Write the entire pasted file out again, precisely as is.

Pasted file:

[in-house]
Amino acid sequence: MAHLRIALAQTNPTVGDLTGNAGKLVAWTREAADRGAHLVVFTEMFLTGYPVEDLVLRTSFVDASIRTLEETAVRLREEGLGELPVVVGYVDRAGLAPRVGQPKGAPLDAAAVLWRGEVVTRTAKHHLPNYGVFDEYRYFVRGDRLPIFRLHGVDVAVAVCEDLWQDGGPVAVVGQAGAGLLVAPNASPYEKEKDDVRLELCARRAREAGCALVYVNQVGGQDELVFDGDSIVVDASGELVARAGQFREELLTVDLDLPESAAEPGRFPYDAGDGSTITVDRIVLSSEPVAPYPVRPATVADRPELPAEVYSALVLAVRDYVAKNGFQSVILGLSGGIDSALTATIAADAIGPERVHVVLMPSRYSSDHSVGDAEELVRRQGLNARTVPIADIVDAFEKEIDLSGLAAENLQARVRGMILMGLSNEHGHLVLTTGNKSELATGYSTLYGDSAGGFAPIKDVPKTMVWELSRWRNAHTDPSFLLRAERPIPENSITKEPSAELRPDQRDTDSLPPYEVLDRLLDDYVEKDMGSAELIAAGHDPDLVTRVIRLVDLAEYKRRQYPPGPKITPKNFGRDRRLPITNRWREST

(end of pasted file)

[in-house]
Amino acid sequence: MAHLRIALAQTNPTVGDLTGNAGKLVAWTREAADRGAHLVVFTEMFLTGYPVEDLVLRTSFVDASIRTLEETAVRLREEGLGELPVVVGYVDRAGLAPRVGQPKGAPLDAAAVLWRGEVVTRTAKHHLPNYGVFDEYRYFVRGDRLPIFRLHGVDVAVAVCEDLWQDGGPVAVVGQAGAGLLVAPNASPYEKEKDDVRLELCARRAREAGCALVYVNQVGGQDELVFDGDSIVVDASGELVARAGQFREELLTVDLDLPESAAEPGRFPYDAGDGSTITVDRIVLSSEPVAPYPVRPATVADRPELPAEVYSALVLAVRDYVAKNGFQSVILGLSGGIDSALTATIAADAIGPERVHVVLMPSRYSSDHSVGDAEELVRRQGLNARTVPIADIVDAFEKEIDLSGLAAENLQARVRGMILMGLSNEHGHLVLTTGNKSELATGYSTLYGDSAGGFAPIKDVPKTMVWELSRWRNAHTDPSFLLRAERPIPENSITKEPSAELRPDQRDTDSLPPYEVLDRLLDDYVEKDMGSAELIAAGHDPDLVTRVIRLVDLAEYKRRQYPPGPKITPKNFGRDRRLPITNRWREST